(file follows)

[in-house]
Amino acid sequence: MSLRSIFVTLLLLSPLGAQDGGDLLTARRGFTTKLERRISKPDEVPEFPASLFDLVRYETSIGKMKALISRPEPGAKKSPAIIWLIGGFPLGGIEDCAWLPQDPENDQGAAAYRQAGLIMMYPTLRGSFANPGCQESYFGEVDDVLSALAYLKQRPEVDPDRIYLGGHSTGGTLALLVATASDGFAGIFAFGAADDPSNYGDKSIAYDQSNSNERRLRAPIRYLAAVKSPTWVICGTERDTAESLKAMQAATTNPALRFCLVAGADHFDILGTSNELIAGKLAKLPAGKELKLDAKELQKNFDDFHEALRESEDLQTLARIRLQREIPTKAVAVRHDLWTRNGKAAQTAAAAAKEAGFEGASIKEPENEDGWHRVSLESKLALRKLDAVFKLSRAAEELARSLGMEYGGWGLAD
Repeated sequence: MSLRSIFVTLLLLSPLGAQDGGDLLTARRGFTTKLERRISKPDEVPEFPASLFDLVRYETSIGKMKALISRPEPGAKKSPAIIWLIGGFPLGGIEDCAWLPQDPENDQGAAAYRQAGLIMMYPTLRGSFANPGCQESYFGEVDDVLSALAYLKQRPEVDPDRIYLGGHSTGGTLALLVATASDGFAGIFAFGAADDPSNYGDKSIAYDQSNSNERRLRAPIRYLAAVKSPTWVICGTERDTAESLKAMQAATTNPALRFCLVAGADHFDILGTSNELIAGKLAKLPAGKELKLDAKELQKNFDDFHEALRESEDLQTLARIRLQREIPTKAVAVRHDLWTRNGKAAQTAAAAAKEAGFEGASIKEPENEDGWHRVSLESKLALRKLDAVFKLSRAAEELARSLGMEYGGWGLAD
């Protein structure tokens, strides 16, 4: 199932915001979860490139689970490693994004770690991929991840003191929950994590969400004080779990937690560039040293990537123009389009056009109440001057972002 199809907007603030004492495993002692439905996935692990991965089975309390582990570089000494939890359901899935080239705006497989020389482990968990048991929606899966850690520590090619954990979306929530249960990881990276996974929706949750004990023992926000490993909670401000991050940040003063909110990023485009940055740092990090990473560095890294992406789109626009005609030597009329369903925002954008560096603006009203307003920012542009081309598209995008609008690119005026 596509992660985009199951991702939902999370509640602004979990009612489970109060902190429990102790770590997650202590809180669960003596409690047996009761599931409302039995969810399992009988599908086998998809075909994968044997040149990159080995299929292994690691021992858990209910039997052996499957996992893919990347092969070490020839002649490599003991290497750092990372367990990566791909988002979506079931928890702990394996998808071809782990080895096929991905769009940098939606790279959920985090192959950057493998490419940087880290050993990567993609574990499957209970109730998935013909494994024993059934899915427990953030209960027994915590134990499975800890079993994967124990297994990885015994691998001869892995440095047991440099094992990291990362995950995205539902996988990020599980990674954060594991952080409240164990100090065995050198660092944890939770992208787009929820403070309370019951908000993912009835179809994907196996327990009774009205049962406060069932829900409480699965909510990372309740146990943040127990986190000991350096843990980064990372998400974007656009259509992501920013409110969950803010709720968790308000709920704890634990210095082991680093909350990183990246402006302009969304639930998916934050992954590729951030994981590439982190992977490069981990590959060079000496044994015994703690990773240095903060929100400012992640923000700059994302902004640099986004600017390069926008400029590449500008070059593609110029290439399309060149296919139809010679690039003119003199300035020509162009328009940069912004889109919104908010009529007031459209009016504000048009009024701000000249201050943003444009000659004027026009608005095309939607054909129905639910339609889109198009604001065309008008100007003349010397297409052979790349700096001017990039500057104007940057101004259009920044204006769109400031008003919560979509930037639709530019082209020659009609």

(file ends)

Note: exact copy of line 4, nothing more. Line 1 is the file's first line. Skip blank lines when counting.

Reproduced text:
């Protein structure tokens, strides 16, 4: 199932915001979860490139689970490693994004770690991929991840003191929950994590969400004080779990937690560039040293990537123009389009056009109440001057972002 199809907007603030004492495993002692439905996935692990991965089975309390582990570089000494939890359901899935080239705006497989020389482990968990048991929606899966850690520590090619954990979306929530249960990881990276996974929706949750004990023992926000490993909670401000991050940040003063909110990023485009940055740092990090990473560095890294992406789109626009005609030597009329369903925002954008560096603006009203307003920012542009081309598209995008609008690119005026 596509992660985009199951991702939902999370509640602004979990009612489970109060902190429990102790770590997650202590809180669960003596409690047996009761599931409302039995969810399992009988599908086998998809075909994968044997040149990159080995299929292994690691021992858990209910039997052996499957996992893919990347092969070490020839002649490599003991290497750092990372367990990566791909988002979506079931928890702990394996998808071809782990080895096929991905769009940098939606790279959920985090192959950057493998490419940087880290050993990567993609574990499957209970109730998935013909494994024993059934899915427990953030209960027994915590134990499975800890079993994967124990297994990885015994691998001869892995440095047991440099094992990291990362995950995205539902996988990020599980990674954060594991952080409240164990100090065995050198660092944890939770992208787009929820403070309370019951908000993912009835179809994907196996327990009774009205049962406060069932829900409480699965909510990372309740146990943040127990986190000991350096843990980064990372998400974007656009259509992501920013409110969950803010709720968790308000709920704890634990210095082991680093909350990183990246402006302009969304639930998916934050992954590729951030994981590439982190992977490069981990590959060079000496044994015994703690990773240095903060929100400012992640923000700059994302902004640099986004600017390069926008400029590449500008070059593609110029290439399309060149296919139809010679690039003119003199300035020509162009328009940069912004889109919104908010009529007031459209009016504000048009009024701000000249201050943003444009000659004027026009608005095309939607054909129905639910339609889109198009604001065309008008100007003349010397297409052979790349700096001017990039500057104007940057101004259009920044204006769109400031008003919560979509930037639709530019082209020659009609």